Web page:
Just one hint for the editors of Time: using an accent mark in élitist comes off as elitist.



A mouth-watering burger like this made from sustainably produced meat, grain, and vegetables is not only better for the land but better for you, too—and still just as mouth-wateringly tasty.


—Mellow Monk


Visit our tea page
Watch our videos
Follow us on Twitter
Subscribe to this blog

Saturday, August 22, 2009

Family-run dairy farms in dire straits

Mellow Monk supports family-based agriculture by importing green tea only from 100% family-owned and -operated artisan tea farms, so it doesn't exactly make our day to read stories like this:

After six generations on the same 400 acres of rolling pastures, lush fields, and forested hillsides tucked up close to the Canadian border in Vermont’s remote Northeast Kingdom, the Borlands were no longer a farm family. . . . A fit, vigorous 62-year-old, Borland could have kept working. . . . But the dismal prices that dairy farmers are receiving for their milk forced the Borlands to sell. . . . Prices paid to farmers per hundredweight (about 12 gallons) have fallen from nearly $20 a year ago to less than $11 in June. . . . Meanwhile, the price you and I pay for milk in the grocery store has stayed about the same. Someone is clearly pocketing the difference. Perhaps that explains why profits at Dean Foods—the nation’s largest processor and shipper of dairy products, with more than 50 regional brands—have skyrocketed.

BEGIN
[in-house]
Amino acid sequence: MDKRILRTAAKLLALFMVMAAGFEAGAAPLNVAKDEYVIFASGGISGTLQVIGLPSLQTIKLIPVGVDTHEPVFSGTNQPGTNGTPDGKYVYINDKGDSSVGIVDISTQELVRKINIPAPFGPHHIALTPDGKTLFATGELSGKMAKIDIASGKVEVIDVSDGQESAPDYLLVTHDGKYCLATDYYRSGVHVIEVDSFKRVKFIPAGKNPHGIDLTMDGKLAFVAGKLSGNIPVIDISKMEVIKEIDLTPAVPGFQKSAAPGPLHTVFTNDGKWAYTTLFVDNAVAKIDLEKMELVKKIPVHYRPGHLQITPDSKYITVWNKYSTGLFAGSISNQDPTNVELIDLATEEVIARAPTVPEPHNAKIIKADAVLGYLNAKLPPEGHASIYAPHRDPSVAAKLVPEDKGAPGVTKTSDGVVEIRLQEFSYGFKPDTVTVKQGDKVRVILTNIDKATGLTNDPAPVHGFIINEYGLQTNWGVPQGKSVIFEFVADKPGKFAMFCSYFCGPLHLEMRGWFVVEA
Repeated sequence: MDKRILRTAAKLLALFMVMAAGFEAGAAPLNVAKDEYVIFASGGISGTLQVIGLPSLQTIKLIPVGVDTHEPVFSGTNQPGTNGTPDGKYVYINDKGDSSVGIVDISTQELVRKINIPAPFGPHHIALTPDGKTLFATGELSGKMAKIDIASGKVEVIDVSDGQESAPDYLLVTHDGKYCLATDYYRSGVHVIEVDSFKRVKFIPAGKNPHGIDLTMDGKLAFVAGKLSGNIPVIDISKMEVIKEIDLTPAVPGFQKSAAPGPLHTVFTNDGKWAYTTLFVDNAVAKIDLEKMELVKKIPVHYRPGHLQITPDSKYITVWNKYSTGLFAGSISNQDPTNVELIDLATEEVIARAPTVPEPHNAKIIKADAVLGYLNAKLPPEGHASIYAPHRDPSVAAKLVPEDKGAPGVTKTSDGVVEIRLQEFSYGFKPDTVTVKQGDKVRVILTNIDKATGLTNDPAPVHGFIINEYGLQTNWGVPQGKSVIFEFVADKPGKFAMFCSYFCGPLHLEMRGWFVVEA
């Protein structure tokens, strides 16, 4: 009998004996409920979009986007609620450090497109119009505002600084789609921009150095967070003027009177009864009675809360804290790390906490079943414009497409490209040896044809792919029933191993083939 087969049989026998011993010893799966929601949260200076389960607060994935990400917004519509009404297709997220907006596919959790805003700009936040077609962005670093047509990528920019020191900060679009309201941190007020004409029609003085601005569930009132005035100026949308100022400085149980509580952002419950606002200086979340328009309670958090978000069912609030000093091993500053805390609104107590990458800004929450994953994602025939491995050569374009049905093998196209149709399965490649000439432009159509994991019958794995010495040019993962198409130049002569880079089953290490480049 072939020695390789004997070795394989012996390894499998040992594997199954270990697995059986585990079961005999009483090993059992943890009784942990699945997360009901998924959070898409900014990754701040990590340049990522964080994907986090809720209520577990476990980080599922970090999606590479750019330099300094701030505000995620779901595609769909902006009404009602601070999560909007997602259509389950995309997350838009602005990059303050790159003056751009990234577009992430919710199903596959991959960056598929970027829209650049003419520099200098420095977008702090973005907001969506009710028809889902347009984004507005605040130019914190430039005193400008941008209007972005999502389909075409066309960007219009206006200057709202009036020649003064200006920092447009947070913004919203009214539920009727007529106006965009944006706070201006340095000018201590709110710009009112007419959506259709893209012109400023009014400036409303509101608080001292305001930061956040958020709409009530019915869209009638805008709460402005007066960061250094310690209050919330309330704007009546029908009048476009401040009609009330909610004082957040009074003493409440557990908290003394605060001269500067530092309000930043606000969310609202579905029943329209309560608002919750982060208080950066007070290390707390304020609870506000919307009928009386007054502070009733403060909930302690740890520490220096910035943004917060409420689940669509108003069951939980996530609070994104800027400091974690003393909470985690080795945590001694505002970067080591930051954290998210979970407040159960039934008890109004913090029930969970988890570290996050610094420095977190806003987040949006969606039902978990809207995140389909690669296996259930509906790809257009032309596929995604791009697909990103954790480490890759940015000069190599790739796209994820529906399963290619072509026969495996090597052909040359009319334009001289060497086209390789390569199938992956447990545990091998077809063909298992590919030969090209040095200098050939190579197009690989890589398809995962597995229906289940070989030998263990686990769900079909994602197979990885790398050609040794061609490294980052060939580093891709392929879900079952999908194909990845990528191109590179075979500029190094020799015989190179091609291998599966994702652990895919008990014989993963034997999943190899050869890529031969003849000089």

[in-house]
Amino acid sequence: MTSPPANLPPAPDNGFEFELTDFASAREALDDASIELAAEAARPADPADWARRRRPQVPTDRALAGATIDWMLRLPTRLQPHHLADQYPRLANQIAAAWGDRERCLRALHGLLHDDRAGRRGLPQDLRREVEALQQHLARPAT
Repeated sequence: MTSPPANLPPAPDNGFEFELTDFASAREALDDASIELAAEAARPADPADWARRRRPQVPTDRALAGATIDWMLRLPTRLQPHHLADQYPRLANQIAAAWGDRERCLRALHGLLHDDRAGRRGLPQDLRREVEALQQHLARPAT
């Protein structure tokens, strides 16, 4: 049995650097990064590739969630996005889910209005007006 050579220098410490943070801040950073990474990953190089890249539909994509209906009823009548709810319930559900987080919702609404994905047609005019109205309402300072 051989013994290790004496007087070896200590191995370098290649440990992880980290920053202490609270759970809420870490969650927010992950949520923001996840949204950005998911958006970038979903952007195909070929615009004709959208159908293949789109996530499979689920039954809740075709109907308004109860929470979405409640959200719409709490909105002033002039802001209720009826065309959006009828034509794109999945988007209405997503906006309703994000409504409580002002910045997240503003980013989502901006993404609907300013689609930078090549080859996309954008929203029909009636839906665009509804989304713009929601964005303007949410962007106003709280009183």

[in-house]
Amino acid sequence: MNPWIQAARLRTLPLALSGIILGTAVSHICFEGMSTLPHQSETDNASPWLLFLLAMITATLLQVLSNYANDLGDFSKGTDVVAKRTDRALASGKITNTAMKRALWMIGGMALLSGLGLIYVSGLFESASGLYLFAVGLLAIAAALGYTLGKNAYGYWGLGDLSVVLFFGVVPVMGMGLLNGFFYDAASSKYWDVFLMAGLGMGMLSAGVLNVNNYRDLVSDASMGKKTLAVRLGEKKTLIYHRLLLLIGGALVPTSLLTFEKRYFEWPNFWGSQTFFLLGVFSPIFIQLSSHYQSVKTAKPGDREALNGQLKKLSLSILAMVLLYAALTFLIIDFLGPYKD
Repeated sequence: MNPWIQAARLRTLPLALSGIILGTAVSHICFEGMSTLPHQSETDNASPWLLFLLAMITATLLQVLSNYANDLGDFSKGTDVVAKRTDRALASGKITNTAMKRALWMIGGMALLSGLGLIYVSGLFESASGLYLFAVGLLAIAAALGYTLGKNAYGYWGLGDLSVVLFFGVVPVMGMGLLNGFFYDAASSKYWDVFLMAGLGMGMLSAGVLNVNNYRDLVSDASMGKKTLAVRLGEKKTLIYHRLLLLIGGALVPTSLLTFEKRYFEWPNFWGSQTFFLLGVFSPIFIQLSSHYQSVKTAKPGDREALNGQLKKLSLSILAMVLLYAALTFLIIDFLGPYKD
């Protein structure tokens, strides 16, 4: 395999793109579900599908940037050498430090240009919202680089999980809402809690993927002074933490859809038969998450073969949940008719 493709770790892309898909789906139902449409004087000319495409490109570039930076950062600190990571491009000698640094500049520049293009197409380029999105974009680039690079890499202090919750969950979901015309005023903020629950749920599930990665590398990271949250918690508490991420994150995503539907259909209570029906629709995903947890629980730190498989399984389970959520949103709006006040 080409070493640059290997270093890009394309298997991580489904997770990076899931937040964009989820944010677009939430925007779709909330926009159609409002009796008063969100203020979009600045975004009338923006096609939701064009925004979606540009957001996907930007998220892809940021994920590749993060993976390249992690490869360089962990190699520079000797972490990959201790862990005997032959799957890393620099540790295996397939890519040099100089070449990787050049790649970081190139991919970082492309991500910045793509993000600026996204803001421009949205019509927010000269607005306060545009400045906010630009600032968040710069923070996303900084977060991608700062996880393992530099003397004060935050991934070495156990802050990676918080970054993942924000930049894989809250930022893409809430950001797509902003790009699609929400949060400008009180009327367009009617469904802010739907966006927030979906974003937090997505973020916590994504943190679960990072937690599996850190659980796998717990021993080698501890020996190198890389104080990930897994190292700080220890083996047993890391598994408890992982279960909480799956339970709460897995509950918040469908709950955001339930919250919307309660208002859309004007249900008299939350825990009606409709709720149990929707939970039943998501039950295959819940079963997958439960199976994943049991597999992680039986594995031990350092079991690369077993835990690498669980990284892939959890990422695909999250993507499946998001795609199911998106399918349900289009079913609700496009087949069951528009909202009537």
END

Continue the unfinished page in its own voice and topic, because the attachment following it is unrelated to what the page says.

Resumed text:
It's always the little guy that takes the worst hit in times like these, isn't it.


—Mellow Monk


Visit our tea page
Watch our videos
Follow us on Twitter
Subscribe to this blog

Friday, August 21, 2009

Kumamoto Castle

Here's a great shot we took of Kumamoto Castle recently. Isn't she majestic?





—Mellow Monk


Visit our tea page
Watch our videos
Follow us on Twitter
Subscribe to this blog

Thursday, August 20, 2009